In a eukaryotic cell, there are several hundred prenylated proteins including most members of the Ras superfamily and heterotrimeric G-proteins; the prenyl group serves to anchor these proteins in the membrane so that they are positioned to interact with cell surface receptors either directly or via adaptor proteins.

This means that essentially all signaling processes in eukaryotic cells require the participation of prenylated proteins for everything ranging from the regulation of cell division to stem cell differentiation and development. 

In this short presentation, I will describe our work in developing chemical probes to study this process in order to learn about the biology of prenylation, develop new inhibitors with therapeutic potential and use lipid modification for biotechnology applications.


Faculty Research Insight Talks #4

Faculty Research Insight Talks #4

Mike Travisano

Ecology and Environmental Biology
University of Minnesota

Microbial days of future passed

Mike Smanski

Biochemistry, Molecular Biology and Biophysics
University of Minnesota

Lord of the ring-species

The students and post-docs in my lab work on a group of diverse and seemingly unrelated research and enginering projects.

In this short talk, I will attempt to link them all together in a cohesive way to highlight (i) what we are interested in and (ii) the at-times-serendipitous benefits of a broad research program.

I will talk about soil microbiomes, neuroprotective small molecules, gene drives, sustainable aviation fuel, and glowing carp.

I won’t talk about the weird smell coming out of Gortner 379 (and neither should you; still top secret). This will be a high-level talk, so please ask follow-up questions if you want to hear the details.


Faculty Research Insight Talks #3

Faculty Research Insight Talks #3

Burckhard Seelig

Biochemistry, Molecular Biology, and Biophysics
University of Minnesota

Imagine the time before there were proteins

The Seelig group investigates the emergence and early evolution of proteins at the origin of life. 

We apply high-through-put methods of selection and directed evolution to generate artificial proteins that nature has never seen before. Those proteins help us better understand how the first ever proteins could have appeared or how the genetic code may have evolved.

Besides studying these fundamental science questions, we are also interested in applying directed evolution to create enzymes as “designer catalysts” to harness the power of enzymes for the synthesis of chemicals and pharmaceuticals, and for biomedical applications.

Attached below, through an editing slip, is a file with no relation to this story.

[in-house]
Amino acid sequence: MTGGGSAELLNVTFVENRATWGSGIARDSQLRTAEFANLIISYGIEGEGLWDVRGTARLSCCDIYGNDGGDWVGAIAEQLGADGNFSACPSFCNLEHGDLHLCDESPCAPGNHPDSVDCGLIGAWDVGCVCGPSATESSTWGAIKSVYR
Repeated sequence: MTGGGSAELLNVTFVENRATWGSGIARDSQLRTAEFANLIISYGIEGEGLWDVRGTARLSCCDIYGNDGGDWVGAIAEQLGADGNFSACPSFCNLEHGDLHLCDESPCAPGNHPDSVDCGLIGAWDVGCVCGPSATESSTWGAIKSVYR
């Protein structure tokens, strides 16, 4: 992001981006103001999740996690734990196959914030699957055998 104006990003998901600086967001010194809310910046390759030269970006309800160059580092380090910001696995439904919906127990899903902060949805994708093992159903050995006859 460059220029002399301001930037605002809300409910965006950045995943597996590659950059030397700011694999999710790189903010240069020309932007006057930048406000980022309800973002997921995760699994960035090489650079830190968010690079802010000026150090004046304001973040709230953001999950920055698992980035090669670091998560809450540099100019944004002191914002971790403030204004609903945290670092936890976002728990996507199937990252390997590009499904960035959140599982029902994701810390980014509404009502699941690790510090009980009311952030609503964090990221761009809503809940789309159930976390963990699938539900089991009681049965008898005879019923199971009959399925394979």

Bo Hu

Bioproduct & Biosystems Engineering
University of Minnesota

Process development for bioproducts generation & nutrients recycle from agricultural wastes

Nutrients, such as nitrogen (N), phosphorous (P), and sulfur (S), are vital components for fertilizers and animal feeds, while they are also the major pollutants from rural domestic wastewater and agricultural manure.

Improving utilization efficacy of these nutrients in animal feeds and recycle these nutrient pollutant from rural and agricultural wastes can minimize the environmental impacts of agricultural activities, alleviate the dependency on fossil fuels, and bring benefits to local communities.

Dr. Bo Hu will introduce his research at University of MInnesota related to this area, emphasizing on biomass utilization, industrial fermentation and agricultural waste management. His research group is currently working on projects to improve nutritional value of animal feeds via fungal fermentation, remove phosphorus, nitrogen and sulfur from agricultural waste and sewage sludge via different approaches, including microbial electro-chemical cells and re-design of anaerobic digestion. 

In this presentation, he will explain several case studies in the process development for nutrients removal and recycle.


Faculty Research Insight Talks #2

Faculty Research Insight Talks #2

Alptekin Aksan 

Mechanical engineering
University of Minnesota

Design & manufacturing of active biomaterials for biotechnology applications

My research focuses on two interwoven areas: bioencapsulation, and biopreservation. In biopreservation area, I focus on establishing the low-temperature and low-hydration physicochemical transitions of the solution environment on the stability of macromolecules and cells.

In bioencapsulation area, I focus on developing synthetic organic materials for a wide range of applications including bioremediation, biocatalysis, and self-healing materials.

Larry Wackett

Biochemistry, Molecular Biology, and Biophysics
University of Minnesota

Enzymes for PFAS, pesticides, phramaceuticals & pools

The Wackett lab focuses on unconventional enzymes and their real-world implementation. We have discovered the enzymes making b-lactones and biodegrading PFAS, prominent pharmaceutical pollutants, and a water disinfection chemical. I will talk about the biodegradative enzymes, one of which is now being produced at multi-ton scale.